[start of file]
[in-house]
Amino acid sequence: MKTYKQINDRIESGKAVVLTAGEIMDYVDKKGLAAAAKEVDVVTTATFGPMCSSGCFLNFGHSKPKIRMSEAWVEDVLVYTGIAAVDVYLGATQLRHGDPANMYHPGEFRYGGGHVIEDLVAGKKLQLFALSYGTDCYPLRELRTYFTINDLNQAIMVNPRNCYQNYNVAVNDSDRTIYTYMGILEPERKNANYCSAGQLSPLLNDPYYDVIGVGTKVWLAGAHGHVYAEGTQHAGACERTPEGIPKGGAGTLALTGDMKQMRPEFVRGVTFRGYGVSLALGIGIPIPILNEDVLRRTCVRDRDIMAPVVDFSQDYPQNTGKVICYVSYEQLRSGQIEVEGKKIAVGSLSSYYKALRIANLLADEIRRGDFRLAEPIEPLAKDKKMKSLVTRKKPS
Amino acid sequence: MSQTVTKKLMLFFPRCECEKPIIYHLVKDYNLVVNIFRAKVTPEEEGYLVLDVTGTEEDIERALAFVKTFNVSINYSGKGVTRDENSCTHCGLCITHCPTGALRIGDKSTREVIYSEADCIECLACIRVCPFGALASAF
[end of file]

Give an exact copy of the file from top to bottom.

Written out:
[in-house]
Amino acid sequence: MKTYKQINDRIESGKAVVLTAGEIMDYVDKKGLAAAAKEVDVVTTATFGPMCSSGCFLNFGHSKPKIRMSEAWVEDVLVYTGIAAVDVYLGATQLRHGDPANMYHPGEFRYGGGHVIEDLVAGKKLQLFALSYGTDCYPLRELRTYFTINDLNQAIMVNPRNCYQNYNVAVNDSDRTIYTYMGILEPERKNANYCSAGQLSPLLNDPYYDVIGVGTKVWLAGAHGHVYAEGTQHAGACERTPEGIPKGGAGTLALTGDMKQMRPEFVRGVTFRGYGVSLALGIGIPIPILNEDVLRRTCVRDRDIMAPVVDFSQDYPQNTGKVICYVSYEQLRSGQIEVEGKKIAVGSLSSYYKALRIANLLADEIRRGDFRLAEPIEPLAKDKKMKSLVTRKKPS
Amino acid sequence: MSQTVTKKLMLFFPRCECEKPIIYHLVKDYNLVVNIFRAKVTPEEEGYLVLDVTGTEEDIERALAFVKTFNVSINYSGKGVTRDENSCTHCGLCITHCPTGALRIGDKSTREVIYSEADCIECLACIRVCPFGALASAF